Sometimes you would like to know if it is possible to equate two types without error. You can test that with infcx.can_eq (or infcx.can_sub for subtyping). If this returns Ok, then equality is possible – but in all cases, any side-effects are reversed.

Be aware, though, that the success or failure of these methods is always modulo regions. That is, two types &'a u32 and &'b u32 will return Ok for can_eq, even if 'a != 'b. This falls out from the "two-phase" nature of how we solve region constraints.

Snapshots

As described in the previous section on can_eq, often it is useful to be able to do a series of operations and then roll back their side-effects. This is done for various reasons: one of them is to be able to backtrack, trying out multiple possibilities before settling on which path to take. Another is in order to ensure that a series of smaller changes take place atomically or not at all.

To allow for this, the inference context supports a snapshot method. When you call it, it will start recording changes that occur from the operations you perform. When you are done, you can either invoke rollback_to, which will undo those changes, or else confirm, which will make the permanent. Snapshots can be nested as long as you follow a stack-like discipline.

Rather than use snapshots directly, it is often helpful to use the methods like commit_if_ok or probe that encapsulate higher-level patterns.

Subtyping obligations

One thing worth discussing is subtyping obligations. When you force two types to be a subtype, like ?T <: i32, we can often convert those into equality constraints. This follows from Rust's rather limited notion of subtyping: so, in the above case, ?T <: i32 is equivalent to ?T = i32.

However, in some cases we have to be more careful. For example, when regions are involved. So if you have ?T <: &'a i32, what we would do is to first "generalize" &'a i32 into a type with a region variable: &'?b i32, and then unify ?T with that (?T = &'?b i32). We then relate this new variable with the original bound:

&'?b i32 <: &'a i32

This will result in a region constraint (see below) of '?b: 'a.

One final interesting case is relating two unbound type variables, like ?T <: ?U. In that case, we can't make progress, so we enqueue an obligation Subtype(?T, ?U) and return it via the InferOk mechanism. You'll have to try again when more details about ?T or ?U are known.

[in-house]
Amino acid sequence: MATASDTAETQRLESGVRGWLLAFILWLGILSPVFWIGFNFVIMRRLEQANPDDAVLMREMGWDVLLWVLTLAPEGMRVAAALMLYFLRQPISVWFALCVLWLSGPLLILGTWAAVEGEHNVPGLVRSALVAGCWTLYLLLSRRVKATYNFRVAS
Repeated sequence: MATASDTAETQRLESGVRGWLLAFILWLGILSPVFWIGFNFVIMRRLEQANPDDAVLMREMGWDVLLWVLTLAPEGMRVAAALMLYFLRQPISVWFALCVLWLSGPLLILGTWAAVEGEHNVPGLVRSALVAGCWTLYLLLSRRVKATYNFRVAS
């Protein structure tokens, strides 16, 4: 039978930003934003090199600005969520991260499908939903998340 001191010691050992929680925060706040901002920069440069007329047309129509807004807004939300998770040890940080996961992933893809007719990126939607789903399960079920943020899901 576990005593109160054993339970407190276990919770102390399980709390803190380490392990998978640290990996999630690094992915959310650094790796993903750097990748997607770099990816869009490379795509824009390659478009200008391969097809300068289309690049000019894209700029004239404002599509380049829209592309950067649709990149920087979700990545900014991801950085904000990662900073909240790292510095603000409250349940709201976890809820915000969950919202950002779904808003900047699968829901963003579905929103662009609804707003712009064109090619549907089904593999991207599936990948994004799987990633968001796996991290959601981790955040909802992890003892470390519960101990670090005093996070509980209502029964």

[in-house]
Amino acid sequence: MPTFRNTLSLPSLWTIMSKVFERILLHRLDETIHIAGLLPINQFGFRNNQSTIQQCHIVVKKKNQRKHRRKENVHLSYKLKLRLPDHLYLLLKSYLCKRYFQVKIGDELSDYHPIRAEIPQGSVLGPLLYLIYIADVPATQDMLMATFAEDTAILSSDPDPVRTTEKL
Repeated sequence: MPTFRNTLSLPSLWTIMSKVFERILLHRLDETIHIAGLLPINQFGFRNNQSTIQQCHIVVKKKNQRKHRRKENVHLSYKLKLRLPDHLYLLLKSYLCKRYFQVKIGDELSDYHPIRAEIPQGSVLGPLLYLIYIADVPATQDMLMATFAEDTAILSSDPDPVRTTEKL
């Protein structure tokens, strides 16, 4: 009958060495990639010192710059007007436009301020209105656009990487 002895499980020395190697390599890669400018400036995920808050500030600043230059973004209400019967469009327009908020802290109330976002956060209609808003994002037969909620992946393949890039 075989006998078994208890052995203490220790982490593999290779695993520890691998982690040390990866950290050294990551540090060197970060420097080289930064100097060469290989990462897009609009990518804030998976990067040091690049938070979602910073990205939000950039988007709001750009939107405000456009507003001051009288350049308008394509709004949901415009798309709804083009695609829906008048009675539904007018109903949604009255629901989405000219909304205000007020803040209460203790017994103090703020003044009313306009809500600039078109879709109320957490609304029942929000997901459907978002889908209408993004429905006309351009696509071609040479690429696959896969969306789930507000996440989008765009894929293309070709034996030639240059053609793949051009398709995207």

Region constraints

Regions are inferenced somewhat differently from types. Rather than eagerly unifying things, we simply collect constraints as we go, but make (almost) no attempt to solve regions. These constraints have the form of an "outlives" constraint:

'a: 'b

Actually the code tends to view them as a subregion relation, but it's the same idea:

'b <= 'a

(There are various other kinds of constraints, such as "verifys"; see the region_constraints module for details.)

There is one case where we do some amount of eager unification. If you have an equality constraint between two regions

'a = 'b

we will record that fact in a unification table. You can then use opportunistic_resolve_var to convert 'b to 'a (or vice versa). This is sometimes needed to ensure termination of fixed-point algorithms.

Extracting region constraints

Ultimately, region constraints are only solved at the very end of type-checking, once all other constraints are known. There are two ways to solve region constraints right now: lexical and non-lexical. Eventually there will only be one.

To solve lexical region constraints, you invoke resolve_regions_and_report_errors. This "closes" the region constraint process and invoke the lexical_region_resolve code. Once this is done, any further attempt to equate or create a subtyping relationship will yield an ICE.

Non-lexical region constraints are not handled within the inference context. Instead, the NLL solver (actually, the MIR type-checker) invokes take_and_reset_region_constraints periodically. This extracts all of the outlives constraints from the region solver, but leaves the set of variables intact. This is used to get just the region constraints that resulted from some particular point in the program, since the NLL solver needs to know not just what regions were subregions but where. Finally, the NLL solver invokes take_region_var_origins, which "closes" the region constraint process in the same way as normal solving.

Lexical region resolution

Lexical region resolution is done by initially assigning each region variable to an empty value. We then process each outlives constraint repeatedly, growing region variables until a fixed-point is reached. Region variables can be grown using a least-upper-bound relation on the region lattice in a fairly straightforward fashion.